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Sending a five-second text while driving can be deadly

AT&T Mississippi president Mayo Flynt unsuccessfully attempts to text while driving in a simulator car.

All the latest technology can lead to a tethered, never-unplugged lifestyle, including texting at any time, anywhere, even while driving. This is a behind-the-wheel distraction that can lead to deadly results. AT&T has a campaign underway called It Can Wait, meaning no text message is so important it can’t wait.

Mayo Flynt, president of AT&T Mississippi, says the campaign is not just aimed at teenagers. “Adults are susceptible to the same pressures of thinking they must respond to a text immediately,” he said. “It’s something we all need to think about. We need to make texting while driving socially unacceptable as we’ve done with other things in society.”

The company has developed an app called AT&T Drive Mode that automatically responds to any incoming message, stating that the driver will respond when he or she gets to a safe place. It’s free and available for Android and Blackberry handsets. “A lot of our eagerness to respond is driven by the expectation of the person on the other end,” Flynt said. “That expectation can be delayed.”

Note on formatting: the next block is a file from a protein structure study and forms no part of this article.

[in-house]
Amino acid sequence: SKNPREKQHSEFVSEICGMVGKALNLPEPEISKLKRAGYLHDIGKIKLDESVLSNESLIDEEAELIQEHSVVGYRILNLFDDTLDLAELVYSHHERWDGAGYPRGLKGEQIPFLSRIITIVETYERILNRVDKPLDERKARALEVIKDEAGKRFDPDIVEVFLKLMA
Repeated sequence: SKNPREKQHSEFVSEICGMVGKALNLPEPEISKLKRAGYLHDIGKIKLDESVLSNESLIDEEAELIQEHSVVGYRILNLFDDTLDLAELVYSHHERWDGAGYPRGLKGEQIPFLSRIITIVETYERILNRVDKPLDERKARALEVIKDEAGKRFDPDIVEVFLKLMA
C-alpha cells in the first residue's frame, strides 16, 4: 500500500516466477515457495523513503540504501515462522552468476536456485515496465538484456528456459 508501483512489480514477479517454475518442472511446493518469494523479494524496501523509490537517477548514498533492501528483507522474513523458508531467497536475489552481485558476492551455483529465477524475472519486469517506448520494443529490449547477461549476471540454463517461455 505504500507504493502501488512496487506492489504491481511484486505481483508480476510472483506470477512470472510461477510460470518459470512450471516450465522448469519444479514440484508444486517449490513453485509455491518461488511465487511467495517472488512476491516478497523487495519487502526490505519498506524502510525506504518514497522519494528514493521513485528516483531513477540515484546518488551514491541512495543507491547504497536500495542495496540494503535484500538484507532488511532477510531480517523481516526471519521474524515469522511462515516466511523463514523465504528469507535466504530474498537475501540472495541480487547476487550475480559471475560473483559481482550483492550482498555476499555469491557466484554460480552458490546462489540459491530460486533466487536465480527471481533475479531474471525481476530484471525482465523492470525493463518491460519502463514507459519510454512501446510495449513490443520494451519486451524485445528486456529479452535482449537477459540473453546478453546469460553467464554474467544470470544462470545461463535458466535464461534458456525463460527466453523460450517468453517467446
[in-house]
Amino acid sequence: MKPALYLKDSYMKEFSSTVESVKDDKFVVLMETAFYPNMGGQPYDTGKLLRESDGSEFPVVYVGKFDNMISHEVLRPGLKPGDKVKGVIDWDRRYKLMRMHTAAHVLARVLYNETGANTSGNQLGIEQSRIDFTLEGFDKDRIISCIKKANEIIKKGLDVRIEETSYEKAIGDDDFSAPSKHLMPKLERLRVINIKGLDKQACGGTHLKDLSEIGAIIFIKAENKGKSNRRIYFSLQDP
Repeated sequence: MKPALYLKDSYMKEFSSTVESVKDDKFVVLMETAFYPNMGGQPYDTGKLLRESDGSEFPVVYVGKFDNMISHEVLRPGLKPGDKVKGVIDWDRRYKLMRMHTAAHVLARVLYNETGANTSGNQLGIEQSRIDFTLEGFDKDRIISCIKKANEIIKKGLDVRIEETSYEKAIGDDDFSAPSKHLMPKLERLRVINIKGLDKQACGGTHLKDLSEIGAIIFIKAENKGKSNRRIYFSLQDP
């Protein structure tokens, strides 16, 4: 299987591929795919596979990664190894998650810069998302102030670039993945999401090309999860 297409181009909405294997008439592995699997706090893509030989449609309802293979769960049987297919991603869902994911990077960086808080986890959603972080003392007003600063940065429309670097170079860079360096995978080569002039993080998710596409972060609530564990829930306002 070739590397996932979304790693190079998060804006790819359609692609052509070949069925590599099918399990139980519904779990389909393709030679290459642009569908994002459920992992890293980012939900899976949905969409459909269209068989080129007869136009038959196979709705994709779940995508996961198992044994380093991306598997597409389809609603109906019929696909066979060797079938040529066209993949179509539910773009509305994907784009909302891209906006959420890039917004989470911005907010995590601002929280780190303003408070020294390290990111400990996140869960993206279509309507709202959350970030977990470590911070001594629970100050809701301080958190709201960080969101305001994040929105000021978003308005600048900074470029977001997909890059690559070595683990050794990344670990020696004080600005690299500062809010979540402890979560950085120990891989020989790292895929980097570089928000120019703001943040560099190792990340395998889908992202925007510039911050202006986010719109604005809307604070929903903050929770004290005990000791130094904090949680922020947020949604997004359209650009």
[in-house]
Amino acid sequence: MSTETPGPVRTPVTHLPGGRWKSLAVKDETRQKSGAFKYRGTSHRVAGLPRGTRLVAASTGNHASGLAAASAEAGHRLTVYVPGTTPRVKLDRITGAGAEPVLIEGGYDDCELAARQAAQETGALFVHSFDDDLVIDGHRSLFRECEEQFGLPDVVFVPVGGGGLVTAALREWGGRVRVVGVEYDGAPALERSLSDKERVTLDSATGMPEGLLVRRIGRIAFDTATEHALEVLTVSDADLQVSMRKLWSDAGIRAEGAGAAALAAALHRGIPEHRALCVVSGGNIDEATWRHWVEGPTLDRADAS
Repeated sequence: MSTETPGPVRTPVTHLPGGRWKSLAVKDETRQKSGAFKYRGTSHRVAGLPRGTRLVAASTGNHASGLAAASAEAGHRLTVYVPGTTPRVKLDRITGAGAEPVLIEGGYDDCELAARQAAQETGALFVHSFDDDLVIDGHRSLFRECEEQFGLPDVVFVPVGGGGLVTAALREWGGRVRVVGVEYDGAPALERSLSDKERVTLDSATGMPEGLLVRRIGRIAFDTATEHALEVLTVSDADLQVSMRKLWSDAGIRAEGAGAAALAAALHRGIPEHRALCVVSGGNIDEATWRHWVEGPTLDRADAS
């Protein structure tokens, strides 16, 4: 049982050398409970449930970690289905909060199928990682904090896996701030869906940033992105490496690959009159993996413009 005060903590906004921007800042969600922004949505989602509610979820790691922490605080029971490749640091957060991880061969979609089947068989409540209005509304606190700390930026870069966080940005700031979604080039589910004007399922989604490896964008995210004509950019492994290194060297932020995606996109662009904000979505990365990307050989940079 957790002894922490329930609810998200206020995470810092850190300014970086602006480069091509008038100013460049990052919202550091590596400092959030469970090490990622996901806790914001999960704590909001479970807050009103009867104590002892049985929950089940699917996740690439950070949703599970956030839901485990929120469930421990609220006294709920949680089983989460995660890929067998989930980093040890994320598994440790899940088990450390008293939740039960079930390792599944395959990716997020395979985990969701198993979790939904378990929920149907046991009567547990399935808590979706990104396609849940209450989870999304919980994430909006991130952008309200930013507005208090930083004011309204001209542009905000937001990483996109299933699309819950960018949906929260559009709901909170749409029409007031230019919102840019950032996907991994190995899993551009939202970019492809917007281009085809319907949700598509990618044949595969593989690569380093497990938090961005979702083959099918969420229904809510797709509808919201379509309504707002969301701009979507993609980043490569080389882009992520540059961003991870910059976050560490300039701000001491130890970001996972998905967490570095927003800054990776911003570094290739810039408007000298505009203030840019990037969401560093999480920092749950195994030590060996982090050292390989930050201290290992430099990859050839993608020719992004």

The average text takes five seconds; not long, unless the text sender is driving a vehicle. In that brief span, a driver can travel the length of a football field when going 55 miles per hour. Imagine traveling that length blindfolded. “None of us would put on a blindfold or close our eyes and drive, but that’s what we’re doing if we text while driving,” he said.

An AT&T simulator shows what can happen if texting while driving. A person can sit in the car with the simulator, put on goggles and simulate driving. Each turn of the steering wheel prompts a text message. By the time the driver responds to the message, the simulator lets him know what could have happened during that time span — things such as traffic violations, manslaughter, killing a dog and other mishaps. A TV screen on the outside of the simulator allows spectators to see what the driver did. The simulator was in Jackson recently for the “American Idol” concert and will be returning to Mississippi. Flynt said dates and locations will be announced.

“We will continue to try to educate the public in this important safety matter as people use technology more and more,” he said. “Technology has become totally mobile in ways that are designed to help us, but no message is so important that we should risk our safety and the safety of others.”

A part of a national effort, the texting safety campaign is taking a number of forms. It’s being integrated with customers through stores, at school events, in TV ads, and on the Internet. A documentary is available that includes a pledge. Taking the pledge with someone else — perhaps parent and child, or spouses or friends — can foster a sense of commitment.

“A person is 23 times more likely to be in a crash if texting while driving,” Flynt added. “Texting can have dangerous consequences.”

More information can be found at www.att.com/itcanwait.



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